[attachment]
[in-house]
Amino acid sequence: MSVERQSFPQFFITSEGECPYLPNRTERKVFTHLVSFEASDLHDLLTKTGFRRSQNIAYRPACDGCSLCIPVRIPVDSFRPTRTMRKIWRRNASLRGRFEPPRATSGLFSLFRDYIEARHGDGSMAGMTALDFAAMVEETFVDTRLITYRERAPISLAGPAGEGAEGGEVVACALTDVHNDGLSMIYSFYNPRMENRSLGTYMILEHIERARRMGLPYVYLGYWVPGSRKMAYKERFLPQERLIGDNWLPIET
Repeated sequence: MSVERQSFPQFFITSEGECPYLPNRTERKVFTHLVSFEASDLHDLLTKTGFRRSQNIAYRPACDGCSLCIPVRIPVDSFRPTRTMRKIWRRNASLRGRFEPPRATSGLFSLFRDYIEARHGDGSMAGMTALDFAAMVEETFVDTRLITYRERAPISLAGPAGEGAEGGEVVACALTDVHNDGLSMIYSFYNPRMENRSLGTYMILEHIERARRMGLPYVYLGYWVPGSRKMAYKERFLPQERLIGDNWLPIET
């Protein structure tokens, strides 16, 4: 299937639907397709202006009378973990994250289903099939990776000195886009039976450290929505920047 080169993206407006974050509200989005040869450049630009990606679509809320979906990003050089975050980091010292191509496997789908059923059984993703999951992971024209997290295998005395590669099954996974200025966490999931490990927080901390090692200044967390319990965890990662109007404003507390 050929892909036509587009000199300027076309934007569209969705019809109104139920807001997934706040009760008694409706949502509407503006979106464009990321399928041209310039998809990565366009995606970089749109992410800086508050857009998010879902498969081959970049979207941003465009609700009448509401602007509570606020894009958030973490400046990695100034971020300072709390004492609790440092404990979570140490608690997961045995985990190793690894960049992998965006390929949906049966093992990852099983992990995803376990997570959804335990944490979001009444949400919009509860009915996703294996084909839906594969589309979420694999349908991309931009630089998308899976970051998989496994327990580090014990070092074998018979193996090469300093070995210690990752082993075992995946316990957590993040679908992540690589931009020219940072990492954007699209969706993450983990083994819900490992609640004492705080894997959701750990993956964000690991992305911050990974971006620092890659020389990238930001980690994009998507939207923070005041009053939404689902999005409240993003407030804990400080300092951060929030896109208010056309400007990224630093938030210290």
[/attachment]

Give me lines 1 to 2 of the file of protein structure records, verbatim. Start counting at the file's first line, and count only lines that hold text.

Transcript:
[in-house]
Amino acid sequence: MSVERQSFPQFFITSEGECPYLPNRTERKVFTHLVSFEASDLHDLLTKTGFRRSQNIAYRPACDGCSLCIPVRIPVDSFRPTRTMRKIWRRNASLRGRFEPPRATSGLFSLFRDYIEARHGDGSMAGMTALDFAAMVEETFVDTRLITYRERAPISLAGPAGEGAEGGEVVACALTDVHNDGLSMIYSFYNPRMENRSLGTYMILEHIERARRMGLPYVYLGYWVPGSRKMAYKERFLPQERLIGDNWLPIET